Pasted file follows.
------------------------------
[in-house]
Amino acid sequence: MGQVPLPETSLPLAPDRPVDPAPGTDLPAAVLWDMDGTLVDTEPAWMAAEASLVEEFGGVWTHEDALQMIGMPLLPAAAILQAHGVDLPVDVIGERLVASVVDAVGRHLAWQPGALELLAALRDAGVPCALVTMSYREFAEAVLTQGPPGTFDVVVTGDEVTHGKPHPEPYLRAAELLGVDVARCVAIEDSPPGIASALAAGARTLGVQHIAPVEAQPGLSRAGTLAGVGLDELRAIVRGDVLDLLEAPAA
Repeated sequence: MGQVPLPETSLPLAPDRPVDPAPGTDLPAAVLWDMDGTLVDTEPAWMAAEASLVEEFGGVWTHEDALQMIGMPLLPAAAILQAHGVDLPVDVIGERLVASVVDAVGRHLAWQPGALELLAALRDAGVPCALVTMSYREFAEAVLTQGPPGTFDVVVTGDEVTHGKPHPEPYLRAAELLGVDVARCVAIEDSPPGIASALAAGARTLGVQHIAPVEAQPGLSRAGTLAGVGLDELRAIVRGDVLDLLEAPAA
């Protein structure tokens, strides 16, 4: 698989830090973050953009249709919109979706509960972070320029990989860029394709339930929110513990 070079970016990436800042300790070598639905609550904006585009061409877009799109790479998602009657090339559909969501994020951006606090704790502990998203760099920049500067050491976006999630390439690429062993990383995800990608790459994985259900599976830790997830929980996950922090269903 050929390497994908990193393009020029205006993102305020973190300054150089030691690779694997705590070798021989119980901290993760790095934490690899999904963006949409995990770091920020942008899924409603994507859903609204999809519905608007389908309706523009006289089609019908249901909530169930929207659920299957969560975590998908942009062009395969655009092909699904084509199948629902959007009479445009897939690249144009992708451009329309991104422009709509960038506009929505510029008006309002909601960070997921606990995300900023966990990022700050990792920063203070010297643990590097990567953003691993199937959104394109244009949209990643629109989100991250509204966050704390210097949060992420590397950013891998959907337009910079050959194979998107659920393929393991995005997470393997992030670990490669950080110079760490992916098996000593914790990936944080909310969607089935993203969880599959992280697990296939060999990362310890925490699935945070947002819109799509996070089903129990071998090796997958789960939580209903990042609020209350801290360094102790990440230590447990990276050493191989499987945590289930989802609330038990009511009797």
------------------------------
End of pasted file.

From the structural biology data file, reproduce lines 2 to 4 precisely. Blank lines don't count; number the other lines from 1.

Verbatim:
Amino acid sequence: MGQVPLPETSLPLAPDRPVDPAPGTDLPAAVLWDMDGTLVDTEPAWMAAEASLVEEFGGVWTHEDALQMIGMPLLPAAAILQAHGVDLPVDVIGERLVASVVDAVGRHLAWQPGALELLAALRDAGVPCALVTMSYREFAEAVLTQGPPGTFDVVVTGDEVTHGKPHPEPYLRAAELLGVDVARCVAIEDSPPGIASALAAGARTLGVQHIAPVEAQPGLSRAGTLAGVGLDELRAIVRGDVLDLLEAPAA
Repeated sequence: MGQVPLPETSLPLAPDRPVDPAPGTDLPAAVLWDMDGTLVDTEPAWMAAEASLVEEFGGVWTHEDALQMIGMPLLPAAAILQAHGVDLPVDVIGERLVASVVDAVGRHLAWQPGALELLAALRDAGVPCALVTMSYREFAEAVLTQGPPGTFDVVVTGDEVTHGKPHPEPYLRAAELLGVDVARCVAIEDSPPGIASALAAGARTLGVQHIAPVEAQPGLSRAGTLAGVGLDELRAIVRGDVLDLLEAPAA
């Protein structure tokens, strides 16, 4: 698989830090973050953009249709919109979706509960972070320029990989860029394709339930929110513990 070079970016990436800042300790070598639905609550904006585009061409877009799109790479998602009657090339559909969501994020951006606090704790502990998203760099920049500067050491976006999630390439690429062993990383995800990608790459994985259900599976830790997830929980996950922090269903 050929390497994908990193393009020029205006993102305020973190300054150089030691690779694997705590070798021989119980901290993760790095934490690899999904963006949409995990770091920020942008899924409603994507859903609204999809519905608007389908309706523009006289089609019908249901909530169930929207659920299957969560975590998908942009062009395969655009092909699904084509199948629902959007009479445009897939690249144009992708451009329309991104422009709509960038506009929505510029008006309002909601960070997921606990995300900023966990990022700050990792920063203070010297643990590097990567953003691993199937959104394109244009949209990643629109989100991250509204966050704390210097949060992420590397950013891998959907337009910079050959194979998107659920393929393991995005997470393997992030670990490669950080110079760490992916098996000593914790990936944080909310969607089935993203969880599959992280697990296939060999990362310890925490699935945070947002819109799509996070089903129990071998090796997958789960939580209903990042609020209350801290360094102790990440230590447990990276050493191989499987945590289930989802609330038990009511009797």